If the wine is “too old” the main issue tends to be oxidation - nutty aromas/flavours, bricking or brown colour, and subdued or imperceptible fruit. Having had some 20+ year old wines of Peter’s, I’ve also never seen that happen! The 2004 Victory last night had something a touch off on opening that blew off very quickly.
@kawichris650 We had our '09 Wellington Syrah tonight, and it’s very good. I stated that I also had an '08, and I just found a '12 and a '13. I’m a happy camper. I’ve also got a plethora of Wellington Cabs. Any word on which ones I should pop?
@FritzCat@kawichris650 Yeah almost need to figure out which of my Wellington wines I need to bite the bullet and pop, I had the patience to wait, but not the extensive number of them to test and save for later, budgets back then did not support my desires!
2017 Muscardini Tesoro. I intended to A-B a Morgan ribeye with a Costco prime ribeye, but when I pulled them out to defrost the Costco steak was choice. Reverse seared both, but not a fair comparison, the Morgan was clearly the better meat. The Costco steaks was 5 oz bigger and thicker besides, so they cooked differently. Served with Lawry’s style creamed corn, Armenian pilaf, and a simple salad. The Tesoro is a big wine and I opened it late so I decanted it and it was nicely integrated by the end of the meal.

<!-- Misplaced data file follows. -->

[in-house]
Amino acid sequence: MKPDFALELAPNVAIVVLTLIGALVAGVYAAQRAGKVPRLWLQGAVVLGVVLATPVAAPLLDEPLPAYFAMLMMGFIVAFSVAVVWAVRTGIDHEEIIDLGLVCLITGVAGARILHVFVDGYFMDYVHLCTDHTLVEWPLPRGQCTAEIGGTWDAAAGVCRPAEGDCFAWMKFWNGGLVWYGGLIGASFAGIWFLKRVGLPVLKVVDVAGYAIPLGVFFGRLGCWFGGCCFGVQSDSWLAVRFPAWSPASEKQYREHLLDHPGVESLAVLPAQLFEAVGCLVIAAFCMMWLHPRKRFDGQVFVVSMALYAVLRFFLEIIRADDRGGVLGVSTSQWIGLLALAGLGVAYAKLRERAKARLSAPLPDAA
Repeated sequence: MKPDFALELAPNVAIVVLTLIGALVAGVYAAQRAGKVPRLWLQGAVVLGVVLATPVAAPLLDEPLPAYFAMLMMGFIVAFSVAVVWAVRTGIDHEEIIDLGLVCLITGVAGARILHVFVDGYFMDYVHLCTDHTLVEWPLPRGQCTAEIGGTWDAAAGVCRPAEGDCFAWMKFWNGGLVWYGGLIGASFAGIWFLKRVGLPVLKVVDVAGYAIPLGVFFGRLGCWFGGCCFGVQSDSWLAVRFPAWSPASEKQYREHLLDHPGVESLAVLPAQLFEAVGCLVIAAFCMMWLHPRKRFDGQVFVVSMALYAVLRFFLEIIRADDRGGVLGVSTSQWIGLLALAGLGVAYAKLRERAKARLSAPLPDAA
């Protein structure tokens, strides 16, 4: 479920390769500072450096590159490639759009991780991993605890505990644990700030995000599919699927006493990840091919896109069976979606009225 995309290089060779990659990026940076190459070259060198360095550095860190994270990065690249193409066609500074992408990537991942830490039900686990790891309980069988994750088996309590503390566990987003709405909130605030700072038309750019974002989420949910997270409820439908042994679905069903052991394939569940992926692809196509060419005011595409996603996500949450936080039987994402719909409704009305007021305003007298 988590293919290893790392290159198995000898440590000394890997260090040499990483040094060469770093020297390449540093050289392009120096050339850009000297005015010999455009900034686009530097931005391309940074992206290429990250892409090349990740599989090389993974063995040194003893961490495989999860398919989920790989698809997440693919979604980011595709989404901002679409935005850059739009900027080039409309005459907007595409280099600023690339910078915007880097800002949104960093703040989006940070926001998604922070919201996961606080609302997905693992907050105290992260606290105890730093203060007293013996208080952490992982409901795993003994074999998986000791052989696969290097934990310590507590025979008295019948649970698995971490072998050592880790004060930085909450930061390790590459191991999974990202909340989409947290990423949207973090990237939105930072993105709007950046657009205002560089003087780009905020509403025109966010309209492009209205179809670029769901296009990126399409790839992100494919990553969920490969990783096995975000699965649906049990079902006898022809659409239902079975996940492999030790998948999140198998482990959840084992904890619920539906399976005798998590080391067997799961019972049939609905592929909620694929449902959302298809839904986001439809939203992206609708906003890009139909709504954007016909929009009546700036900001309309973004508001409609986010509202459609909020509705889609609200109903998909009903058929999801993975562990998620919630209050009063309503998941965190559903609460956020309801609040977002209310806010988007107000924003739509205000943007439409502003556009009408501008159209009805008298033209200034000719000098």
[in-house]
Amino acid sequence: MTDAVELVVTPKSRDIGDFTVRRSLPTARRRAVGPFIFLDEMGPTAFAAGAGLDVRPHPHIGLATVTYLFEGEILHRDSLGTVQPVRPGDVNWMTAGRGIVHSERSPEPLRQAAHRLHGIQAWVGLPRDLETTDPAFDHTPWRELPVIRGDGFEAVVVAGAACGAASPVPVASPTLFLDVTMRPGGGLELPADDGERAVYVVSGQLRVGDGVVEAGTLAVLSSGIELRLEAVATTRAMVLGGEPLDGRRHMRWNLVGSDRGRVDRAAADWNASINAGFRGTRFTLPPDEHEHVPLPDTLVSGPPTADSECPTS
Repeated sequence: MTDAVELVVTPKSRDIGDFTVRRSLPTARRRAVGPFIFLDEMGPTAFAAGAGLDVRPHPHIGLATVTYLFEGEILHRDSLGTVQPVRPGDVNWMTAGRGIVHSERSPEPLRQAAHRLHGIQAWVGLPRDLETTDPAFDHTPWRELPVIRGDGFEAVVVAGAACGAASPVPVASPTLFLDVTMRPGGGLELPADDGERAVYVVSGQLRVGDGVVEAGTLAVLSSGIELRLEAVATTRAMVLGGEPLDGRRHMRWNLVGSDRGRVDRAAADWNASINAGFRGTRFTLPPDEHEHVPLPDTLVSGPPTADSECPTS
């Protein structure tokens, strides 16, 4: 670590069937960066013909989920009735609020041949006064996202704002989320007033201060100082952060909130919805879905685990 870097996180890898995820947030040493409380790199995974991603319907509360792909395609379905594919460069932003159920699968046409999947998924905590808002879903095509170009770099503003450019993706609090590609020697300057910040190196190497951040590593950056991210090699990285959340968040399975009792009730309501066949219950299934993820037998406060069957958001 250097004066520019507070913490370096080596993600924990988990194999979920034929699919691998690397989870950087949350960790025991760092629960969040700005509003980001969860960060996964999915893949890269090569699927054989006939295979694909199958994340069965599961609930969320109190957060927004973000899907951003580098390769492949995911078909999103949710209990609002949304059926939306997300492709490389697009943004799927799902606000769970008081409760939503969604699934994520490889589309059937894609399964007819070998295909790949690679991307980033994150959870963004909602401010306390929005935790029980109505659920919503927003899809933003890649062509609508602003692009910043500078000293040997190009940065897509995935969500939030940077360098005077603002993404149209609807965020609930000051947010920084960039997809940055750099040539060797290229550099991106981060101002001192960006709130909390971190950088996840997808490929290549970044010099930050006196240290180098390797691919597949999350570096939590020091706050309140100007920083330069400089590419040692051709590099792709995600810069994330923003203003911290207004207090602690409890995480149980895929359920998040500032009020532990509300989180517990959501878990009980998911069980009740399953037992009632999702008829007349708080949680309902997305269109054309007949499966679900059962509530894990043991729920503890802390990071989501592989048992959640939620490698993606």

Last night, a bottle of Jaume Serra Cristalino Cava Brut Rosé at a new “wine & whiskey bar” in the area, followed by an Old Fashioned made with Old Forester 1870 and black walnut bitters. My LW eschewed the cocktails in favor of a wine flight consisting of;
2019 Les Volets Chardonnay (France)
2019 Jules Taylor Sauvigion Blanc (New Zealand)
2019 Block 9 Pinot Noir (Sonoma)
2017 Skullflower Red (Mendocino)
2015 Beaulieu Vineyard Maestro Reserve Napa Valley Cab/Syrah Blend , tasting notes very on par with the labrats review, waiting for the spice and pepper to fade, popped during/after consuming my trial zucchini croissant pizza.
@CorTot@ScottW58 An in-grill smoking box or something more fancy than that?
I’ve gotten downright decent with using my grill smoker box but have been thinking more and more about getting something better for actually smoking!